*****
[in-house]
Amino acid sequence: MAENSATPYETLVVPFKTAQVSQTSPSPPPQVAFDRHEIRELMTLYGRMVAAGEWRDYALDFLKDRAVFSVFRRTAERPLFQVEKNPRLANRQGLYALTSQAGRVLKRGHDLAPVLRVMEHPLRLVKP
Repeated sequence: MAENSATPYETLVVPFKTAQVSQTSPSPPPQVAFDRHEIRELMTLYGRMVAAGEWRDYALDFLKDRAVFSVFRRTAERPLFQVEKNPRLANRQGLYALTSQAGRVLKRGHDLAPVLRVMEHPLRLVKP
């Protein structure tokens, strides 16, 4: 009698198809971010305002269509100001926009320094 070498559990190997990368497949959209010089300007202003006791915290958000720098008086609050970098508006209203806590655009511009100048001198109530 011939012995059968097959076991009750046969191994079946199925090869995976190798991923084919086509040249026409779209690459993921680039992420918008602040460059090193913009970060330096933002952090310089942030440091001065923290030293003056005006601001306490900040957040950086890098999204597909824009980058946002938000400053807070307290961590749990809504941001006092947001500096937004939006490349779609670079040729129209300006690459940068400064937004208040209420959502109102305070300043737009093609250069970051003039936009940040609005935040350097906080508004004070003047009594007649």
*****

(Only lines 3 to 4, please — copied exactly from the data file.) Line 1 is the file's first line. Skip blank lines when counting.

Repeated sequence: MAENSATPYETLVVPFKTAQVSQTSPSPPPQVAFDRHEIRELMTLYGRMVAAGEWRDYALDFLKDRAVFSVFRRTAERPLFQVEKNPRLANRQGLYALTSQAGRVLKRGHDLAPVLRVMEHPLRLVKP
């Protein structure tokens, strides 16, 4: 009698198809971010305002269509100001926009320094 070498559990190997990368497949959209010089300007202003006791915290958000720098008086609050970098508006209203806590655009511009100048001198109530 011939012995059968097959076991009750046969191994079946199925090869995976190798991923084919086509040249026409779209690459993921680039992420918008602040460059090193913009970060330096933002952090310089942030440091001065923290030293003056005006601001306490900040957040950086890098999204597909824009980058946002938000400053807070307290961590749990809504941001006092947001500096937004939006490349779609670079040729129209300006690459940068400064937004208040209420959502109102305070300043737009093609250069970051003039936009940040609005935040350097906080508004004070003047009594007649």